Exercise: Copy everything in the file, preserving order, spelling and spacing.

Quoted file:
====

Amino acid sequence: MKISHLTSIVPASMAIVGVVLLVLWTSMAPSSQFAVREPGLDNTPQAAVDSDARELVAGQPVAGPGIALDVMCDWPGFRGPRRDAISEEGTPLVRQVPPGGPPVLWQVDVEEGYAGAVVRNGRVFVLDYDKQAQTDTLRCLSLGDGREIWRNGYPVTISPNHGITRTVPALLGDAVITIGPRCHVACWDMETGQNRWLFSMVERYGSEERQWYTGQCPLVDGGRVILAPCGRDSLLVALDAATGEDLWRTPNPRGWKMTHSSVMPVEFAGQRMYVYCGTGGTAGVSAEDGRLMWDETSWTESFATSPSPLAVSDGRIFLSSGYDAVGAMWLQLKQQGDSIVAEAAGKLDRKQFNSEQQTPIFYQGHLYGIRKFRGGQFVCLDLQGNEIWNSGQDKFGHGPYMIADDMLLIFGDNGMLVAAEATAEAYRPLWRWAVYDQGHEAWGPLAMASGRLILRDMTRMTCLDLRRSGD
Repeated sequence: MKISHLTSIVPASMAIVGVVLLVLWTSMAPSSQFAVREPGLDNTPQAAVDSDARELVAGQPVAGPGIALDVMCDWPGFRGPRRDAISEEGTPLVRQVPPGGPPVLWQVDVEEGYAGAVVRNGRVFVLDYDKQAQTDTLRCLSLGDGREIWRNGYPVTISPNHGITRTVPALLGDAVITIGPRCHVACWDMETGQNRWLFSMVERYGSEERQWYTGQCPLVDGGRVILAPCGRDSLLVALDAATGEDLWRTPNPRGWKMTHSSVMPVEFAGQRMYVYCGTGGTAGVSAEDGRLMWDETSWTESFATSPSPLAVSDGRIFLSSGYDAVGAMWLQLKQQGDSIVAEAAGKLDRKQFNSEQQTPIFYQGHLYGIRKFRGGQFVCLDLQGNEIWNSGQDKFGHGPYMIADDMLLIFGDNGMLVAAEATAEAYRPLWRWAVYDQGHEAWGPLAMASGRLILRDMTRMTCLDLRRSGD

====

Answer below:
Amino acid sequence: MKISHLTSIVPASMAIVGVVLLVLWTSMAPSSQFAVREPGLDNTPQAAVDSDARELVAGQPVAGPGIALDVMCDWPGFRGPRRDAISEEGTPLVRQVPPGGPPVLWQVDVEEGYAGAVVRNGRVFVLDYDKQAQTDTLRCLSLGDGREIWRNGYPVTISPNHGITRTVPALLGDAVITIGPRCHVACWDMETGQNRWLFSMVERYGSEERQWYTGQCPLVDGGRVILAPCGRDSLLVALDAATGEDLWRTPNPRGWKMTHSSVMPVEFAGQRMYVYCGTGGTAGVSAEDGRLMWDETSWTESFATSPSPLAVSDGRIFLSSGYDAVGAMWLQLKQQGDSIVAEAAGKLDRKQFNSEQQTPIFYQGHLYGIRKFRGGQFVCLDLQGNEIWNSGQDKFGHGPYMIADDMLLIFGDNGMLVAAEATAEAYRPLWRWAVYDQGHEAWGPLAMASGRLILRDMTRMTCLDLRRSGD
Repeated sequence: MKISHLTSIVPASMAIVGVVLLVLWTSMAPSSQFAVREPGLDNTPQAAVDSDARELVAGQPVAGPGIALDVMCDWPGFRGPRRDAISEEGTPLVRQVPPGGPPVLWQVDVEEGYAGAVVRNGRVFVLDYDKQAQTDTLRCLSLGDGREIWRNGYPVTISPNHGITRTVPALLGDAVITIGPRCHVACWDMETGQNRWLFSMVERYGSEERQWYTGQCPLVDGGRVILAPCGRDSLLVALDAATGEDLWRTPNPRGWKMTHSSVMPVEFAGQRMYVYCGTGGTAGVSAEDGRLMWDETSWTESFATSPSPLAVSDGRIFLSSGYDAVGAMWLQLKQQGDSIVAEAAGKLDRKQFNSEQQTPIFYQGHLYGIRKFRGGQFVCLDLQGNEIWNSGQDKFGHGPYMIADDMLLIFGDNGMLVAAEATAEAYRPLWRWAVYDQGHEAWGPLAMASGRLILRDMTRMTCLDLRRSGD